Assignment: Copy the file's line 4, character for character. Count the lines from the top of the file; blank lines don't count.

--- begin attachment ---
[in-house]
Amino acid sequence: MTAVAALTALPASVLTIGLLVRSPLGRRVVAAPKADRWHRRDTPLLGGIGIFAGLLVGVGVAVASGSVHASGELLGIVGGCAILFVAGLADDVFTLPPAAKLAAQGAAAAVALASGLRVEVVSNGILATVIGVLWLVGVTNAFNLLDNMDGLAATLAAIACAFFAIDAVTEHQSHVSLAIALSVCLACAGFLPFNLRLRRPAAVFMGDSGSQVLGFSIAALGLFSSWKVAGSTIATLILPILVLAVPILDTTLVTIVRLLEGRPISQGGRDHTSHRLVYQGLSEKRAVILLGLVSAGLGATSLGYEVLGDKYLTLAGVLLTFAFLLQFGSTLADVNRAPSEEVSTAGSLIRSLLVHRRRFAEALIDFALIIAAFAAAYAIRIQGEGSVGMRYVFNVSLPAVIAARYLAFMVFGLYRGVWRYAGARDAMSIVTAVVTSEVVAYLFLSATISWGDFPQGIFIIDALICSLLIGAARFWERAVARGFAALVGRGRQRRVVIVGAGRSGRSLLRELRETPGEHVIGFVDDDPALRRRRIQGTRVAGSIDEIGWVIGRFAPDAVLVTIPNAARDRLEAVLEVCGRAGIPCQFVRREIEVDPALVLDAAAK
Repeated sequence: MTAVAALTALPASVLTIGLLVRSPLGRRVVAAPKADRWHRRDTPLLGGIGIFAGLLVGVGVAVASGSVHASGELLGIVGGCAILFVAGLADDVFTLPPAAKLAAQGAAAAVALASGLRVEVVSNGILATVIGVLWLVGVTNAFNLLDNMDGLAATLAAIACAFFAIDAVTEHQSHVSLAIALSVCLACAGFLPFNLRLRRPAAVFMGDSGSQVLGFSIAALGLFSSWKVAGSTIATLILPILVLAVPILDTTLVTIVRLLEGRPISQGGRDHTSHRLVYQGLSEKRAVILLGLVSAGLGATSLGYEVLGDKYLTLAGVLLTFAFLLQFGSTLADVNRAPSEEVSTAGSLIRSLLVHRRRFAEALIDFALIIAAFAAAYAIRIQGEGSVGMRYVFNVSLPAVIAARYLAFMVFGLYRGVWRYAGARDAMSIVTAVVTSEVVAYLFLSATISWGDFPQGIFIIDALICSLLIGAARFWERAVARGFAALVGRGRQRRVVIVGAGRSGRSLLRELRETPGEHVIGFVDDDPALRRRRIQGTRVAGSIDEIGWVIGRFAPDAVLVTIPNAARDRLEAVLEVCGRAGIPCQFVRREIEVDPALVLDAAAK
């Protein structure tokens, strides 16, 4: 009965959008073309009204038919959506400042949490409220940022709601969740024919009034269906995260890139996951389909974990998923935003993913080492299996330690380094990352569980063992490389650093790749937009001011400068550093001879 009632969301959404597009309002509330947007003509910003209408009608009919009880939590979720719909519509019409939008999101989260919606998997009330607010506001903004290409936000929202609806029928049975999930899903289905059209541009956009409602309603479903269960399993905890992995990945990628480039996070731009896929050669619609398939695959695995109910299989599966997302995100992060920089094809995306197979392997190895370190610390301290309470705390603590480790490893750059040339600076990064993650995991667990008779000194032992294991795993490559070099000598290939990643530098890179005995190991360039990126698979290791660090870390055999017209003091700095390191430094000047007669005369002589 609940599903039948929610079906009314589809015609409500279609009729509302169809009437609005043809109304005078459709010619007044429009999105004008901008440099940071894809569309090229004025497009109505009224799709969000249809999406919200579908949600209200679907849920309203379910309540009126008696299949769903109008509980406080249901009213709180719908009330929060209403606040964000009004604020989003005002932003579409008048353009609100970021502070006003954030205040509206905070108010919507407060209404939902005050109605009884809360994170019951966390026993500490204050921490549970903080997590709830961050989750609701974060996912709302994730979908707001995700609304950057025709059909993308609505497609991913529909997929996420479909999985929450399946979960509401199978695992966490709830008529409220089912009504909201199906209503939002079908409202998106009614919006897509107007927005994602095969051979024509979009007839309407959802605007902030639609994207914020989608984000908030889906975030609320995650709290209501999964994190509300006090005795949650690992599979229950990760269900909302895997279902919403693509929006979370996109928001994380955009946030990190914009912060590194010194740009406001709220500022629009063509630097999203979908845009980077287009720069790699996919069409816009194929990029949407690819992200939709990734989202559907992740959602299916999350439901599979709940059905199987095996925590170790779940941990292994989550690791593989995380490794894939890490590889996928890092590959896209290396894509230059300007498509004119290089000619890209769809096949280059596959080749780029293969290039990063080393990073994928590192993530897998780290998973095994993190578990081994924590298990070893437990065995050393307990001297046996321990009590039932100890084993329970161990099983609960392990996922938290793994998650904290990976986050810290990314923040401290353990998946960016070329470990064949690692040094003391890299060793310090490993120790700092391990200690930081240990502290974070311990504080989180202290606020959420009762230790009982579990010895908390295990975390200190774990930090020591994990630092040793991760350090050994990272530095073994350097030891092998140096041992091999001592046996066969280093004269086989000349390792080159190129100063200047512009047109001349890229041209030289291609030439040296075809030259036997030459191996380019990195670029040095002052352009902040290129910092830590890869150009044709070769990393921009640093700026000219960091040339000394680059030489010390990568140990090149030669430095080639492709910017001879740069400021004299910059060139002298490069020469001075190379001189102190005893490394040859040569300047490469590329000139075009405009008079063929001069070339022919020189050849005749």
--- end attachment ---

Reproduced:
């Protein structure tokens, strides 16, 4: 009965959008073309009204038919959506400042949490409220940022709601969740024919009034269906995260890139996951389909974990998923935003993913080492299996330690380094990352569980063992490389650093790749937009001011400068550093001879 009632969301959404597009309002509330947007003509910003209408009608009919009880939590979720719909519509019409939008999101989260919606998997009330607010506001903004290409936000929202609806029928049975999930899903289905059209541009956009409602309603479903269960399993905890992995990945990628480039996070731009896929050669619609398939695959695995109910299989599966997302995100992060920089094809995306197979392997190895370190610390301290309470705390603590480790490893750059040339600076990064993650995991667990008779000194032992294991795993490559070099000598290939990643530098890179005995190991360039990126698979290791660090870390055999017209003091700095390191430094000047007669005369002589 609940599903039948929610079906009314589809015609409500279609009729509302169809009437609005043809109304005078459709010619007044429009999105004008901008440099940071894809569309090229004025497009109505009224799709969000249809999406919200579908949600209200679907849920309203379910309540009126008696299949769903109008509980406080249901009213709180719908009330929060209403606040964000009004604020989003005002932003579409008048353009609100970021502070006003954030205040509206905070108010919507407060209404939902005050109605009884809360994170019951966390026993500490204050921490549970903080997590709830961050989750609701974060996912709302994730979908707001995700609304950057025709059909993308609505497609991913529909997929996420479909999985929450399946979960509401199978695992966490709830008529409220089912009504909201199906209503939002079908409202998106009614919006897509107007927005994602095969051979024509979009007839309407959802605007902030639609994207914020989608984000908030889906975030609320995650709290209501999964994190509300006090005795949650690992599979229950990760269900909302895997279902919403693509929006979370996109928001994380955009946030990190914009912060590194010194740009406001709220500022629009063509630097999203979908845009980077287009720069790699996919069409816009194929990029949407690819992200939709990734989202559907992740959602299916999350439901599979709940059905199987095996925590170790779940941990292994989550690791593989995380490794894939890490590889996928890092590959896209290396894509230059300007498509004119290089000619890209769809096949280059596959080749780029293969290039990063080393990073994928590192993530897998780290998973095994993190578990081994924590298990070893437990065995050393307990001297046996321990009590039932100890084993329970161990099983609960392990996922938290793994998650904290990976986050810290990314923040401290353990998946960016070329470990064949690692040094003391890299060793310090490993120790700092391990200690930081240990502290974070311990504080989180202290606020959420009762230790009982579990010895908390295990975390200190774990930090020591994990630092040793991760350090050994990272530095073994350097030891092998140096041992091999001592046996066969280093004269086989000349390792080159190129100063200047512009047109001349890229041209030289291609030439040296075809030259036997030459191996380019990195670029040095002052352009902040290129910092830590890869150009044709070769990393921009640093700026000219960091040339000394680059030489010390990568140990090149030669430095080639492709910017001879740069400021004299910059060139002298490069020469001075190379001189102190005893490394040859040569300047490469590329000139075009405009008079063929001069070339022919020189050849005749």